Maxwell Stewart, 17, said the schools decision to ban his made-to-measure bodysuit was about his identity. Stewart recently came out as androgynous – which means he doesn’t identify as strictly boy or girl but rather gender-neutral.
Stewart was told the bodysuit didn’t adhere to the dress code of London Central Secondary School.
“It came up that it was the crotch bulge, like the imprint, which I don’t think is especially noticeable,” Stewart said.
He says he feels most comfortable in the multi-coloured onesie and that the presence of other very popular form-fitting or revealing — clothes like yoga pants and midriff showing shirts — makes him feel singled out.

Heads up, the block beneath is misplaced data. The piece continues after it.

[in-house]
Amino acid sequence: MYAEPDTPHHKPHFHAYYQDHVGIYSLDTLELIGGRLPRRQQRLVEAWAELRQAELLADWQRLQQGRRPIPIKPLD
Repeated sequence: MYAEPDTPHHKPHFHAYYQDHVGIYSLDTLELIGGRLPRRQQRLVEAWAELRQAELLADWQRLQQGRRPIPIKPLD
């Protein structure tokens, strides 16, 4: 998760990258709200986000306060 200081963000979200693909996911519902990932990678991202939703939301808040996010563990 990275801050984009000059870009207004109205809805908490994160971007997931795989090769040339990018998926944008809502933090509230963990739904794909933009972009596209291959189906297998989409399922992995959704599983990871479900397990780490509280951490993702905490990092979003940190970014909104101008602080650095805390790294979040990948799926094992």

But Karen Edgar, superintendent with the Thames Valley District School Board, said that Stewart’s gender identity has nothing to do with the ban that reflects a dress code applicable to all students.
“Any student wearing clothing that is too revealing is asked to cover up… in fact we celebrate the individual differences of our students,” Edgar said.
The Thames Valley board already has a set of guidelines put in place that mandate the inclusion of LGBT students — a policy that is unique in Ontario.
Trans-youth activist and councillor Michelle Boyce helped advise on the rule book.
“A lot of transphobia is buried beneath other excuses, like dress codes,” Boyce said.
“Let’s face it, if you put 40 people in a room, you’re going to get 50 different opinions on what’s appropriate clothing-wise.”
Boyce doesn’t see a problem with Stewart’s chosen outfit if it’s not getting in the way of his, or other students, academic success.
For now the school said that Stewart can either wear the bodysuit with shorts or a T-shirt on top or get a less form-fitting one.
“As terrible as an experience as this has been, it has sort of helped me really accept who I am,” he said.